I just spent a week in post-apocalyptic Berlin. Radiation storms, psychic weirdness, mutant giant snails, political intrigue, and a murder mystery.
For the past three years, I’ve run a week-long larp in the spring for 20-25 high-school students. The most recent one just wrapped up on Friday April 13.
Bakerhousebrand LARP involves:
– designing a cohesive setting with NPCs, plots, lots of fraying ends of subplots to snag players
– creating specific physical artifacts to support the above
– assembling props and costumes and weapons
– spending from basically 9 AM to 3 PM for 5 days straight switching costumes and characters roughly every 15-30 minutes and doing full-throttle improvisational acting while keeping a watchful eye on the students
– supporting the plot threads the student leaders set in place
– helping implement the new plots kids come up with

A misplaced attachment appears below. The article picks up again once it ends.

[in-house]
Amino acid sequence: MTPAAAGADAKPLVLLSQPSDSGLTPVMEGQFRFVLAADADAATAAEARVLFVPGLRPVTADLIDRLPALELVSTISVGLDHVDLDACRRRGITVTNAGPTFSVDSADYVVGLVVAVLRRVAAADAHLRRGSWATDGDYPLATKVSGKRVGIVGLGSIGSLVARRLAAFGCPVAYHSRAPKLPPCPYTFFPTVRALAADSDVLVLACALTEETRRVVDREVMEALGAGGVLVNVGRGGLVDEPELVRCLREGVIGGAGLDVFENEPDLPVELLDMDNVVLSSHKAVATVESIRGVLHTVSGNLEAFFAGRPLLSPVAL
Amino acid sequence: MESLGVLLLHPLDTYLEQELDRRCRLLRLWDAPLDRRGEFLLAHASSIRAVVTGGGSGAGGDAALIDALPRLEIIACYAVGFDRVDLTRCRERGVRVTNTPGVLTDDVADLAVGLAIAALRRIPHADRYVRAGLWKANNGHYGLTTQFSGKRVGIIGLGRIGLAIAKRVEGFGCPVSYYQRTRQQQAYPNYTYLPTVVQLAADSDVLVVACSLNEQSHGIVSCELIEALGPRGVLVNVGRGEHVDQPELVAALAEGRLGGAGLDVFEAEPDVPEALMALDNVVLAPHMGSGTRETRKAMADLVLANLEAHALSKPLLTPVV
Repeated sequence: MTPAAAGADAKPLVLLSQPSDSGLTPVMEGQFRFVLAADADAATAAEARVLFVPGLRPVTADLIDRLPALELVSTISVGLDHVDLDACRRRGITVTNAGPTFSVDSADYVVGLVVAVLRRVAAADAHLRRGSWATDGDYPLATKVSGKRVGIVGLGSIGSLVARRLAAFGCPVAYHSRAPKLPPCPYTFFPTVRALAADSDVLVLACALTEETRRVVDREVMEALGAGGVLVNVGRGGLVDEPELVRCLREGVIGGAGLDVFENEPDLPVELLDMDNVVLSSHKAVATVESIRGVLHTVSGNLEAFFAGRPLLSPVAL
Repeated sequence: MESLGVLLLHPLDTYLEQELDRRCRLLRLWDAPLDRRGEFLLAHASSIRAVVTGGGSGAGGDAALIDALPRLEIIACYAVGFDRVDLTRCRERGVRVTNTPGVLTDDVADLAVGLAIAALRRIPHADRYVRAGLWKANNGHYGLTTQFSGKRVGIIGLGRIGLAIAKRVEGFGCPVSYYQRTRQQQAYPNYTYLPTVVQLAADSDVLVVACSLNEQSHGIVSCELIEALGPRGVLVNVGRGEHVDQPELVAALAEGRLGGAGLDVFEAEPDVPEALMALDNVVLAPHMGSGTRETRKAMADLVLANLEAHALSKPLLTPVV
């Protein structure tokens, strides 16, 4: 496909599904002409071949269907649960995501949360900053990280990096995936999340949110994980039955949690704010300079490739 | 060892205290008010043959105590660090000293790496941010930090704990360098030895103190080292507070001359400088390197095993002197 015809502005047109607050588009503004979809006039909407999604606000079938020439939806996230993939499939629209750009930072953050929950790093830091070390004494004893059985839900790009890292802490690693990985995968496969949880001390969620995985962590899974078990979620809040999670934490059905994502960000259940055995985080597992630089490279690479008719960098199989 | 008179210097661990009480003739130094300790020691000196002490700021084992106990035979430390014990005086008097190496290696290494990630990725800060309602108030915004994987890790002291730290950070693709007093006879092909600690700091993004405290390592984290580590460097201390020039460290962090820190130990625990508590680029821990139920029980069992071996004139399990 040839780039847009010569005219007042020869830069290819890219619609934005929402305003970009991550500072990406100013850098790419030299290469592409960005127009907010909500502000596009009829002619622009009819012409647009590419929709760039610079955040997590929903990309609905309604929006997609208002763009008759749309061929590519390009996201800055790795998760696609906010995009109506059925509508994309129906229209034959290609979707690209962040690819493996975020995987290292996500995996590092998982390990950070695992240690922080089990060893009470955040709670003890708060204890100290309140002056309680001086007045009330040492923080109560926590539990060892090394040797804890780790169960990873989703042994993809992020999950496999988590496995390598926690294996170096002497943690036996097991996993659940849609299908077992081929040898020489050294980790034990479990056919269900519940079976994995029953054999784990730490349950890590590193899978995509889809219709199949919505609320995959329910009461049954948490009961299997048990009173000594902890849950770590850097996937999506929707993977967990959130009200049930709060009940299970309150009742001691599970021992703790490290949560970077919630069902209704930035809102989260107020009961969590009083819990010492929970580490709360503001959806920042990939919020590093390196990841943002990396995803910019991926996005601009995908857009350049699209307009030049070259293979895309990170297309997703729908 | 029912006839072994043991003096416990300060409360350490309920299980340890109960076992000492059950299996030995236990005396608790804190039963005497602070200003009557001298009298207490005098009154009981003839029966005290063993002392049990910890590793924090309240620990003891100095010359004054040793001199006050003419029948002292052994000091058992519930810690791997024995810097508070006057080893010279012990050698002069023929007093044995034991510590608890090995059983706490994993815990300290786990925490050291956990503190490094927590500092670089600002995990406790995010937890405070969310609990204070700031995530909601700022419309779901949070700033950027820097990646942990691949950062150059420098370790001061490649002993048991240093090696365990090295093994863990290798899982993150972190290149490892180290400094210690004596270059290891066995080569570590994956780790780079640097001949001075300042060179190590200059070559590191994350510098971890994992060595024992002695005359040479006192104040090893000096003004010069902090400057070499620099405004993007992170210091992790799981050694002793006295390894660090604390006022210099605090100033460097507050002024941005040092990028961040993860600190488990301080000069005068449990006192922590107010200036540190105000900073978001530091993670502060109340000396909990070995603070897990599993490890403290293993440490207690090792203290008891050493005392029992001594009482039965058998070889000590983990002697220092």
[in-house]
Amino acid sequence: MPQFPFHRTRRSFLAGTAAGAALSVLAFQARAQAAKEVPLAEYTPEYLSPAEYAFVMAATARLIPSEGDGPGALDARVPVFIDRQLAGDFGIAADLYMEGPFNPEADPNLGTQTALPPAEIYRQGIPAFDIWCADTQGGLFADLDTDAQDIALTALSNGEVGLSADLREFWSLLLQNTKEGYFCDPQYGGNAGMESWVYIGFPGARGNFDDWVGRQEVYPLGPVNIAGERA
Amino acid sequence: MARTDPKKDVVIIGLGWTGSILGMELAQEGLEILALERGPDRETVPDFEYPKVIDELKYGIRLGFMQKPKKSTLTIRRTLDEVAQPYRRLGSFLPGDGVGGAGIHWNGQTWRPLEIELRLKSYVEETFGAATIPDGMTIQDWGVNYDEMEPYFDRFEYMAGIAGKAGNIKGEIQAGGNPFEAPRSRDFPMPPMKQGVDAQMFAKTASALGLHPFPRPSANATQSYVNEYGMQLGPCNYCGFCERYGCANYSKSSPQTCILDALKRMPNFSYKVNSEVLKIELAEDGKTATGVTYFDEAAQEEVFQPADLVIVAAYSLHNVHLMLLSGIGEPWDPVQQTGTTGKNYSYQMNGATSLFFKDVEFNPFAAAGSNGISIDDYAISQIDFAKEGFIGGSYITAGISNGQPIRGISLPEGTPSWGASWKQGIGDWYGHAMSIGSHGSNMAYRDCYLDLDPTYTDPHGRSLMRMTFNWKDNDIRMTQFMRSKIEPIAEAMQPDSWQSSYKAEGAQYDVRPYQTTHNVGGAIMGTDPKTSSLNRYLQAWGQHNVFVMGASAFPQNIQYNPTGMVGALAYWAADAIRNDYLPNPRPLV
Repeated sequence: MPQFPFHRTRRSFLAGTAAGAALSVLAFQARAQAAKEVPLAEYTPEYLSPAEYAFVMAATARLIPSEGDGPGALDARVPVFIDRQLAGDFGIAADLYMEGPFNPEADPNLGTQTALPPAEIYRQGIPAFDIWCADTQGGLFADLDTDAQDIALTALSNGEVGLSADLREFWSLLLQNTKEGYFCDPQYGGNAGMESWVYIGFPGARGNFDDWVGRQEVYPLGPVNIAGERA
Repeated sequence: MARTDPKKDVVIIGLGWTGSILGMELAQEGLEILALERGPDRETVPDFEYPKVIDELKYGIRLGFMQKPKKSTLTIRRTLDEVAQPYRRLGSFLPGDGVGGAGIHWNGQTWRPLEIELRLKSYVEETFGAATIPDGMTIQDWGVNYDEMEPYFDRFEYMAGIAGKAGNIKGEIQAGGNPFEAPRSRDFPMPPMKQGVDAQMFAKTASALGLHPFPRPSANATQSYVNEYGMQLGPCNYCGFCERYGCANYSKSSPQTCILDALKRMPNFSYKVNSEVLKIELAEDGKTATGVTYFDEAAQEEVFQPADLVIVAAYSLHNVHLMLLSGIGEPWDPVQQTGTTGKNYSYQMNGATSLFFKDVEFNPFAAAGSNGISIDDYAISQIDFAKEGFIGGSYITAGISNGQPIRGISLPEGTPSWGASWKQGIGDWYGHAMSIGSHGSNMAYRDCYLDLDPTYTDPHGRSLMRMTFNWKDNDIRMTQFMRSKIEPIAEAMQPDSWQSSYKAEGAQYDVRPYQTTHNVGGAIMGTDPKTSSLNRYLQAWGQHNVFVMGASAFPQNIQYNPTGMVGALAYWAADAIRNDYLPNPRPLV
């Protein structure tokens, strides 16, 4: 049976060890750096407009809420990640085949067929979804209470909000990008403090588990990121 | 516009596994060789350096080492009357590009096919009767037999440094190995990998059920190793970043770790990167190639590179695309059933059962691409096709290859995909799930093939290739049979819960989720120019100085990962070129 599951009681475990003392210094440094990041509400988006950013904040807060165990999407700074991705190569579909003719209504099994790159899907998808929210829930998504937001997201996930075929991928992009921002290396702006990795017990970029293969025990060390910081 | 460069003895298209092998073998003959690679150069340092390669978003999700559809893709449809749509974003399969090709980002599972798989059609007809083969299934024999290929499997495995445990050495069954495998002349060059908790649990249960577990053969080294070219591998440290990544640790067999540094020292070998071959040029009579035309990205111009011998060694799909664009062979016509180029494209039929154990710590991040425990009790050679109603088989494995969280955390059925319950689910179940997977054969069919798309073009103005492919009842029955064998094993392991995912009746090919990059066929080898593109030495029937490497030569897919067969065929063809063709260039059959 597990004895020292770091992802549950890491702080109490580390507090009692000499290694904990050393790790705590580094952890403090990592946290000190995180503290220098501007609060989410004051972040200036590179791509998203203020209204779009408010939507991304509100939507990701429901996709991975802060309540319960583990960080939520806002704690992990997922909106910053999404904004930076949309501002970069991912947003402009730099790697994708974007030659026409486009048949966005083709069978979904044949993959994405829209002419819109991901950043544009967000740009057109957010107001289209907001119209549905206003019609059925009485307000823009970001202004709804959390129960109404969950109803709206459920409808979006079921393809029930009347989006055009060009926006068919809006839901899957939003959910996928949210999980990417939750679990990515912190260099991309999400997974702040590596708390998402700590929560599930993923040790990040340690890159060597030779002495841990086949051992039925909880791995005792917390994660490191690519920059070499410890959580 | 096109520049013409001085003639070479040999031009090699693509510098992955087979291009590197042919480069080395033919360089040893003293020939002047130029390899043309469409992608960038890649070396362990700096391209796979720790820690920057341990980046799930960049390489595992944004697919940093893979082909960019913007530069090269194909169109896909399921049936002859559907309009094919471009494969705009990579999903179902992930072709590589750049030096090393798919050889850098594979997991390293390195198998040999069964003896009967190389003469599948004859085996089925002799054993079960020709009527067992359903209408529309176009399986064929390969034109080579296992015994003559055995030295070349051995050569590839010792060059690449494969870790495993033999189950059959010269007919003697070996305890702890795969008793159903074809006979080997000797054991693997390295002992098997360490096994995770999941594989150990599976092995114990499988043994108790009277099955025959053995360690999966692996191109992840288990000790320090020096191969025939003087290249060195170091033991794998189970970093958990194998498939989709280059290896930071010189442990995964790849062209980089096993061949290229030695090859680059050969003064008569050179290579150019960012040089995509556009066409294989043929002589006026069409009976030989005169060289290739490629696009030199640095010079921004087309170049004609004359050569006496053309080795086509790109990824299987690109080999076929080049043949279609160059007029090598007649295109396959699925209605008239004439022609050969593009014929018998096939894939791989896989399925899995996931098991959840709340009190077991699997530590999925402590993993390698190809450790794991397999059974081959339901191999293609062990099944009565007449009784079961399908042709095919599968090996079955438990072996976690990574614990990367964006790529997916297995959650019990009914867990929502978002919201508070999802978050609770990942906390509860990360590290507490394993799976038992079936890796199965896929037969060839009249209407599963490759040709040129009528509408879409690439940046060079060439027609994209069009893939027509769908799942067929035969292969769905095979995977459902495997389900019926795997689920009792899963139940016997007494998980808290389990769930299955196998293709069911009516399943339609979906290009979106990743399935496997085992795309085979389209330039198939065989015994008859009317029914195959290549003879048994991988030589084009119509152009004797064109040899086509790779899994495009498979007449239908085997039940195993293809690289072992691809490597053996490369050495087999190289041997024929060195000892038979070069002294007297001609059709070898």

– answering in-character and out-of-character questions
– minding the physical and emotional safety and well-being of the kids, including weapons safety and instruction on concepts like fire-walling, bleed, and spotlighting other players
– while on guest property and sorting out transportation shuttling and snacks, on a $30/kid budget.
Also 90% of the time on our feet and outside dealing with weather, ticks, and mosquitoes. Thank goodness it’s not poison ivy season yet.
For my patrons this month, I plan to write out a sketch of what I do, in part to share cool bits about it, in part as a way to get it all down in an orderly fashion in preparation for figuring out a wider way to share this style of LARP support for teenagers, especially in school or camp settings, possibly also for conventions. It’s a fair piece of work but super rewarding.
I’m posting about it here because it’s a PbtA Larp, and if I can get it into a shape that’s useful to other folks, I want you to know about it!